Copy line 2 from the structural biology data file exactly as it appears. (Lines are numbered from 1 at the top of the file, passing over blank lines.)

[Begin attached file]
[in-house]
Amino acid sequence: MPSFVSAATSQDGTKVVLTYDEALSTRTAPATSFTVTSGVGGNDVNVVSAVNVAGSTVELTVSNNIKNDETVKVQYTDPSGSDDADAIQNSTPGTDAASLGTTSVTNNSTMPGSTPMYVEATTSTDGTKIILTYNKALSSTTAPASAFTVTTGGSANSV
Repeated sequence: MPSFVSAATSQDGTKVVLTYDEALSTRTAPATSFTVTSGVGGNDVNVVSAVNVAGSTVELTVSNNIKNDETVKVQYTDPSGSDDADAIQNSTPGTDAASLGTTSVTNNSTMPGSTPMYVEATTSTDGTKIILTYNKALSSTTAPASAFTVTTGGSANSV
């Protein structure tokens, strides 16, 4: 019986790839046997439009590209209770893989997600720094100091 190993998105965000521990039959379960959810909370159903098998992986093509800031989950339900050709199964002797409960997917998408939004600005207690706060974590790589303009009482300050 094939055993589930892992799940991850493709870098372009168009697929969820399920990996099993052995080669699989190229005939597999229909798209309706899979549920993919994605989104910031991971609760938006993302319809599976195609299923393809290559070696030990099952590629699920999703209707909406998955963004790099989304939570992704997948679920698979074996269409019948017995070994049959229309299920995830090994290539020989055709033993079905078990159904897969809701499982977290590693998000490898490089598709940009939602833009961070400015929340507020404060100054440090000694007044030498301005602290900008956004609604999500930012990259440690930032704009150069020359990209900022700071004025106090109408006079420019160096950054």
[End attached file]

Amino acid sequence: MPSFVSAATSQDGTKVVLTYDEALSTRTAPATSFTVTSGVGGNDVNVVSAVNVAGSTVELTVSNNIKNDETVKVQYTDPSGSDDADAIQNSTPGTDAASLGTTSVTNNSTMPGSTPMYVEATTSTDGTKIILTYNKALSSTTAPASAFTVTTGGSANSV